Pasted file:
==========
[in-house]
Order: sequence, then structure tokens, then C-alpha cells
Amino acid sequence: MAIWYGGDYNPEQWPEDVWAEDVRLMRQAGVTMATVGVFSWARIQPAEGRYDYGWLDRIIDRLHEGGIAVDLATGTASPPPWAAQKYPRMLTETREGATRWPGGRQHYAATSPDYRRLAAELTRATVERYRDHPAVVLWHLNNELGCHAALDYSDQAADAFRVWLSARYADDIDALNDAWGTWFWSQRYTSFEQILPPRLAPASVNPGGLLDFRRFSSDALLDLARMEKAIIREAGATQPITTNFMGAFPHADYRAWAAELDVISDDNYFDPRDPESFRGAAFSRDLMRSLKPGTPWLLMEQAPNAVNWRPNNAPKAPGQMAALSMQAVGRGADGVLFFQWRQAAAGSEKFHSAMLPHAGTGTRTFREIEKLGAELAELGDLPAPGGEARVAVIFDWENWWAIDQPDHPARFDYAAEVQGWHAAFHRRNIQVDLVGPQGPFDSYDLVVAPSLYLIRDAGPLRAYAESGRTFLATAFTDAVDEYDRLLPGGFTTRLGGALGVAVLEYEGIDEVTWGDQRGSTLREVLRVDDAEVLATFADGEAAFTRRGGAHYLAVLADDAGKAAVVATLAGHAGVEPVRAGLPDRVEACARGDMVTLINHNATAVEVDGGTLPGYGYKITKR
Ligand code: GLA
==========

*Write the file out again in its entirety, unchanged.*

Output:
[in-house]
Order: sequence, then structure tokens, then C-alpha cells
Amino acid sequence: MAIWYGGDYNPEQWPEDVWAEDVRLMRQAGVTMATVGVFSWARIQPAEGRYDYGWLDRIIDRLHEGGIAVDLATGTASPPPWAAQKYPRMLTETREGATRWPGGRQHYAATSPDYRRLAAELTRATVERYRDHPAVVLWHLNNELGCHAALDYSDQAADAFRVWLSARYADDIDALNDAWGTWFWSQRYTSFEQILPPRLAPASVNPGGLLDFRRFSSDALLDLARMEKAIIREAGATQPITTNFMGAFPHADYRAWAAELDVISDDNYFDPRDPESFRGAAFSRDLMRSLKPGTPWLLMEQAPNAVNWRPNNAPKAPGQMAALSMQAVGRGADGVLFFQWRQAAAGSEKFHSAMLPHAGTGTRTFREIEKLGAELAELGDLPAPGGEARVAVIFDWENWWAIDQPDHPARFDYAAEVQGWHAAFHRRNIQVDLVGPQGPFDSYDLVVAPSLYLIRDAGPLRAYAESGRTFLATAFTDAVDEYDRLLPGGFTTRLGGALGVAVLEYEGIDEVTWGDQRGSTLREVLRVDDAEVLATFADGEAAFTRRGGAHYLAVLADDAGKAAVVATLAGHAGVEPVRAGLPDRVEACARGDMVTLINHNATAVEVDGGTLPGYGYKITKR
Ligand code: GLA